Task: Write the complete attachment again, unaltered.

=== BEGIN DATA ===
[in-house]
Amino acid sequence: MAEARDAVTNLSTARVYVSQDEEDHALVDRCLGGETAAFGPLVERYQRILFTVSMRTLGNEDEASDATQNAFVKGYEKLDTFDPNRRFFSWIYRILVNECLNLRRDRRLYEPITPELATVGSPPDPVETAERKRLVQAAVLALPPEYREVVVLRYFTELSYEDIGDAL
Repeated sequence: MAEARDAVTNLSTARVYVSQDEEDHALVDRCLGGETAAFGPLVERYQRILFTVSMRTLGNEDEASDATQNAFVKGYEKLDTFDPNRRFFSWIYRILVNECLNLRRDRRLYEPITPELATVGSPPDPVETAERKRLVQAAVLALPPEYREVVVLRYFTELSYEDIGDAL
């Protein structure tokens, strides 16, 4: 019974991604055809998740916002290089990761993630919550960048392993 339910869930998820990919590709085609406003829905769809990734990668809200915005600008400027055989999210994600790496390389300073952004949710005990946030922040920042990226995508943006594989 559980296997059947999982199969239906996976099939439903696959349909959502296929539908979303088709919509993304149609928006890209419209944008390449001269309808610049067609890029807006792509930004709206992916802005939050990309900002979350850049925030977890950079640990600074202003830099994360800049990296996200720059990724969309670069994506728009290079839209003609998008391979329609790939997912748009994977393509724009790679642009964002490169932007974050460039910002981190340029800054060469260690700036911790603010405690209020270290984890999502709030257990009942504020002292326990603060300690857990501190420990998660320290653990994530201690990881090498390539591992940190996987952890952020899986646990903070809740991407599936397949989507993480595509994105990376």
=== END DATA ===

[in-house]
Amino acid sequence: MAEARDAVTNLSTARVYVSQDEEDHALVDRCLGGETAAFGPLVERYQRILFTVSMRTLGNEDEASDATQNAFVKGYEKLDTFDPNRRFFSWIYRILVNECLNLRRDRRLYEPITPELATVGSPPDPVETAERKRLVQAAVLALPPEYREVVVLRYFTELSYEDIGDAL
Repeated sequence: MAEARDAVTNLSTARVYVSQDEEDHALVDRCLGGETAAFGPLVERYQRILFTVSMRTLGNEDEASDATQNAFVKGYEKLDTFDPNRRFFSWIYRILVNECLNLRRDRRLYEPITPELATVGSPPDPVETAERKRLVQAAVLALPPEYREVVVLRYFTELSYEDIGDAL
């Protein structure tokens, strides 16, 4: 019974991604055809998740916002290089990761993630919550960048392993 339910869930998820990919590709085609406003829905769809990734990668809200915005600008400027055989999210994600790496390389300073952004949710005990946030922040920042990226995508943006594989 559980296997059947999982199969239906996976099939439903696959349909959502296929539908979303088709919509993304149609928006890209419209944008390449001269309808610049067609890029807006792509930004709206992916802005939050990309900002979350850049925030977890950079640990600074202003830099994360800049990296996200720059990724969309670069994506728009290079839209003609998008391979329609790939997912748009994977393509724009790679642009964002490169932007974050460039910002981190340029800054060469260690700036911790603010405690209020270290984890999502709030257990009942504020002292326990603060300690857990501190420990998660320290653990994530201690990881090498390539591992940190996987952890952020899986646990903070809740991407599936397949989507993480595509994105990376």